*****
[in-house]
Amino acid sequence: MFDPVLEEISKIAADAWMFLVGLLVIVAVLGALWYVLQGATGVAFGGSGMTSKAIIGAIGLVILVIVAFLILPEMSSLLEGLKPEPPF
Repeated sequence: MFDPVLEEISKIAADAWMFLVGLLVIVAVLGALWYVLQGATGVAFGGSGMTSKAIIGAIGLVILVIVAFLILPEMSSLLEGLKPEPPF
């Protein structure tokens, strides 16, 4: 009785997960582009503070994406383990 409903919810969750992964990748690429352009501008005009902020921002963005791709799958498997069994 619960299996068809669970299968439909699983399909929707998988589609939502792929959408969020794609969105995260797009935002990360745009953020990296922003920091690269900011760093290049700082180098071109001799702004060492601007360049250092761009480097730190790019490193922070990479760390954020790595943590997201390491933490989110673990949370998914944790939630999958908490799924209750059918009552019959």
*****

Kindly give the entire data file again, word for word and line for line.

[in-house]
Amino acid sequence: MFDPVLEEISKIAADAWMFLVGLLVIVAVLGALWYVLQGATGVAFGGSGMTSKAIIGAIGLVILVIVAFLILPEMSSLLEGLKPEPPF
Repeated sequence: MFDPVLEEISKIAADAWMFLVGLLVIVAVLGALWYVLQGATGVAFGGSGMTSKAIIGAIGLVILVIVAFLILPEMSSLLEGLKPEPPF
């Protein structure tokens, strides 16, 4: 009785997960582009503070994406383990 409903919810969750992964990748690429352009501008005009902020921002963005791709799958498997069994 619960299996068809669970299968439909699983399909929707998988589609939502792929959408969020794609969105995260797009935002990360745009953020990296922003920091690269900011760093290049700082180098071109001799702004060492601007360049250092761009480097730190790019490193922070990479760390954020790595943590997201390491933490989110673990949370998914944790939630999958908490799924209750059918009552019959």